Alternative ways of sustainable electrification
Access to energy is a basic requirement to enable the growth of underdeveloped regions worldwide. Energy improves the safety, health, economy and intellectual development of those who have access to it. To get access to energy in a sustainable, inexpensive and environmentally safe way is a great challenge that we are close to achieving. Often, the poorest communities are located in remote areas that cannot be reached by electrical grids due to geographical reasons or because it is not financially feasible to install the networks. Such communities depend on kerosene and other fuels that are expensive, dangerous and harmful to one’s health. Even though it is a problem that may seem distant for some of us, the truth is that it affects over one thousand million people worldwide. Engineers, economists and sociologists among others must work altogether to solve the problem.
One solution is beginning to bear fruit and is having a great impact in some areas with the added benefit that it could also help to fight climate change. It is the integration of off-grid solar systems in households, with innovative ways of payment such as Pay-as-you-go. This alternative energy model is a success. Firstly, because it uses the sun as fuel, which is an abundant resource in certain areas of the planet where electrification levels are low such as parts of Africa. Secondly, the technology to harvest energy is mature, safe, relatively simple in comparison with others and its costs are continuously decreasing. Thirdly, new payment systems, such as pay-as-you-go allows you to pay for the energy generation systems just as it is used. It allows people with few financial resources to have a service that was inconceivable for them in the past. Such a way of payment can be carried out using mobile phones, which makes its implementation easier in remote rural areas where alternative communication systems are few and far between. This and other models of payment that can be found in this report. The growing quality of solar products and the setting up of local networks of agents that spread information and distribute products are giving rise to the deployment of these systems and the incremental improvement of rural electrification in African and Asian countries. For example, the World Bank programme Lighting Africa brings this systems closer to Kenyan communities.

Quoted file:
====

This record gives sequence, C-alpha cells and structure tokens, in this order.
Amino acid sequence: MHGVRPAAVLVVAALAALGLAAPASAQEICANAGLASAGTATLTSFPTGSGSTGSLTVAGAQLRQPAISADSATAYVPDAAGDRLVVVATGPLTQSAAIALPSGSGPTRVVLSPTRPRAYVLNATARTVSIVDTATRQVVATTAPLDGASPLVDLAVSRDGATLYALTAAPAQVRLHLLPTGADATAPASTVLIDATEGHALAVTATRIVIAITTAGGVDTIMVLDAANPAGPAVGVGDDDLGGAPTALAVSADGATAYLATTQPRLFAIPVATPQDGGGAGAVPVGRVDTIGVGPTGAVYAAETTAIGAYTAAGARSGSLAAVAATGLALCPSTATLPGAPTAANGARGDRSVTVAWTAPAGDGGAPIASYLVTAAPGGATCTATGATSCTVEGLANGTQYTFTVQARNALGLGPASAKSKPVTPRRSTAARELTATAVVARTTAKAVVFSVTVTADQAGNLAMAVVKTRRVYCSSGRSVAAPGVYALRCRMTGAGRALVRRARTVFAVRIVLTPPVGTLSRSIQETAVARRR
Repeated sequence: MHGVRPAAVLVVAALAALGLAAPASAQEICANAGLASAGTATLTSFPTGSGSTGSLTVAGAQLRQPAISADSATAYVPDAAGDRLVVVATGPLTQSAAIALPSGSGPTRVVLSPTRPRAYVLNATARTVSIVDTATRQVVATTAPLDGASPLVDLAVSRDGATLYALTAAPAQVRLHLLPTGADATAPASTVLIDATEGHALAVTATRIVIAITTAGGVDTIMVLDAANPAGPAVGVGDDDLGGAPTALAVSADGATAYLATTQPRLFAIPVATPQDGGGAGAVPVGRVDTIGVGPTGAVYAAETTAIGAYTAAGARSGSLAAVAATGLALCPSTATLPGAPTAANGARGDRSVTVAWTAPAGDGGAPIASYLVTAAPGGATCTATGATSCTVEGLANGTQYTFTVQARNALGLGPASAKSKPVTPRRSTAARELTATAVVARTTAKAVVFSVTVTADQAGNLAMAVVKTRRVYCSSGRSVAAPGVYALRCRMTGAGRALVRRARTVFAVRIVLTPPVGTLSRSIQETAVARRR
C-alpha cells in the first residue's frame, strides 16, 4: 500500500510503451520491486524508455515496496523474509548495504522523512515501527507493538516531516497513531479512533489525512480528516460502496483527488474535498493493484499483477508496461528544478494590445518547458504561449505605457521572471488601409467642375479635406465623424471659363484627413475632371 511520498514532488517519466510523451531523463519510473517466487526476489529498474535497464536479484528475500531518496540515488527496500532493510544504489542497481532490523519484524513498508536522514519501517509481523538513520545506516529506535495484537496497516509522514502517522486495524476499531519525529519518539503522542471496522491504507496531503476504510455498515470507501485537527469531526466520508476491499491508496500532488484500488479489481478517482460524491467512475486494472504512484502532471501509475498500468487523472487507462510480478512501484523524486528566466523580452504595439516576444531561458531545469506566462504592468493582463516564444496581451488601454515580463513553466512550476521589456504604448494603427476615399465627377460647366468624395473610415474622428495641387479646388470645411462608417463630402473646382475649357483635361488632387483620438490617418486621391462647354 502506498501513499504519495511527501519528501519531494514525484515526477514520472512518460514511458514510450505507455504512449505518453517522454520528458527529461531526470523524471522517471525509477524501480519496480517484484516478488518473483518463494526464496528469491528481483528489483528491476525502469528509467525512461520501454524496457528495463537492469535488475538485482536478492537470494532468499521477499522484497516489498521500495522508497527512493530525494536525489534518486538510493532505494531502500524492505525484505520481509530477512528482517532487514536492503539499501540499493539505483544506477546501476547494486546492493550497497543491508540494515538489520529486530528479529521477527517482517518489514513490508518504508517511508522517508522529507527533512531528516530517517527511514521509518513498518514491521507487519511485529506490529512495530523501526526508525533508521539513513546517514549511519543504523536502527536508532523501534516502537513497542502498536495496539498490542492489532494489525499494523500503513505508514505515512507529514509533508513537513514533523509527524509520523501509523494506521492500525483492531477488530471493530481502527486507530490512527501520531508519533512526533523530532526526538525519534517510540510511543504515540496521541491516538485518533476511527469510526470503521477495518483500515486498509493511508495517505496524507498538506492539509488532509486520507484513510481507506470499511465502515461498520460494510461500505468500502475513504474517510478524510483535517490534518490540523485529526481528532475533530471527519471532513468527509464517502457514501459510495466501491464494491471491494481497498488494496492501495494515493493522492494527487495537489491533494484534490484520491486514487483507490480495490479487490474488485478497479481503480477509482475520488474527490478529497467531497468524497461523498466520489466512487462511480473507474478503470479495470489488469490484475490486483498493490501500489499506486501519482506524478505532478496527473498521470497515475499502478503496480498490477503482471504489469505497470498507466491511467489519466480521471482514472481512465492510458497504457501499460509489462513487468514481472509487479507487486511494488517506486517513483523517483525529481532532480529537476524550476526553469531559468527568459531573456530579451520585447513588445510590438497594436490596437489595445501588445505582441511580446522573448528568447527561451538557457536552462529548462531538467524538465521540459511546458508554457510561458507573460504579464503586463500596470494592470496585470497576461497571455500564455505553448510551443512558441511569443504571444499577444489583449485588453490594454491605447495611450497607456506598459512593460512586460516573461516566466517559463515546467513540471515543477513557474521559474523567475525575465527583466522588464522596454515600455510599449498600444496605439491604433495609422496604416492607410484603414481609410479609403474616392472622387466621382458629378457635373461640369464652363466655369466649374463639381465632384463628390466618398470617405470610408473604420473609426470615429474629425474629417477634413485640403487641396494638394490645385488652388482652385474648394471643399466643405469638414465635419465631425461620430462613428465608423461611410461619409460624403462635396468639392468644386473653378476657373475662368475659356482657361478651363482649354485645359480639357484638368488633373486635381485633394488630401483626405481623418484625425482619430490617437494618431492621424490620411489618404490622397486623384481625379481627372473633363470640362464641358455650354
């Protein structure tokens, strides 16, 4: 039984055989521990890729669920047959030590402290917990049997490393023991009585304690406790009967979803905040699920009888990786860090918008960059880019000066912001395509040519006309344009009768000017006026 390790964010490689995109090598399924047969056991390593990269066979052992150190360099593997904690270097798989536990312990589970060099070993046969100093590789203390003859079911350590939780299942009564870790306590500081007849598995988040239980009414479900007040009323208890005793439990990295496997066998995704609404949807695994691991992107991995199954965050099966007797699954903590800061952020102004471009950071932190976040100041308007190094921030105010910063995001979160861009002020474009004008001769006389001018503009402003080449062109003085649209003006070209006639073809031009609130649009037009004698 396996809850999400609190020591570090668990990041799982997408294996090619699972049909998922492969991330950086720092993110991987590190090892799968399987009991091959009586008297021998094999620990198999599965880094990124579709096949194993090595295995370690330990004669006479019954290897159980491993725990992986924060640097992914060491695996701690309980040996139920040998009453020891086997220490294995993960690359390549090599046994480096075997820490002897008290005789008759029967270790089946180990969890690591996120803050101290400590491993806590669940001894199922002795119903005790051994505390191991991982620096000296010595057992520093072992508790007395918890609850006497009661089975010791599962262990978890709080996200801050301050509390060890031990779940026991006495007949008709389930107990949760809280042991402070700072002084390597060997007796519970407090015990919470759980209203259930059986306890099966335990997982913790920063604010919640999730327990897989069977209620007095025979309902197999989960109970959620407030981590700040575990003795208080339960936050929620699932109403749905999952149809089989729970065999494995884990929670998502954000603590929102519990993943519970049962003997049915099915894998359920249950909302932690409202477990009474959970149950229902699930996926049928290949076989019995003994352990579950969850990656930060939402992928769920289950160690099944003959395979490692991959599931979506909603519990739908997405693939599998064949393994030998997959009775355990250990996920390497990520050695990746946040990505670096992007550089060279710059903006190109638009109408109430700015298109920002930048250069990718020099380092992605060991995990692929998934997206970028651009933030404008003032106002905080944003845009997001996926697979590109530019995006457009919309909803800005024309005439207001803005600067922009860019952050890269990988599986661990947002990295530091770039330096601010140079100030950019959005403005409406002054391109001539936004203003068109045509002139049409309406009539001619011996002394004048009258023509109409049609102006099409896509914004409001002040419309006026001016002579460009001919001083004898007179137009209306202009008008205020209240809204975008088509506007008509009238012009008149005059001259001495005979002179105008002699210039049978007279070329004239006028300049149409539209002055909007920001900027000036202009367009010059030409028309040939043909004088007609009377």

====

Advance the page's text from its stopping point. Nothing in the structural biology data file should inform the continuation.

At Norvento, we are committed to solar energy as one of the keys to the present and future electrification. We carry out industrial and municipal projects instead of domestic ones, but we are excited about how the evolution of this technology is improving the life of millions of people in remote areas of the planet.
Inmaculada Saboya Bautista
Inmaculada holds a PhD in Electrical Energy from Universidad Pontificia de Comillas and forms part of Norvento’s microgrid and grid studies team. Contact Inmaculada.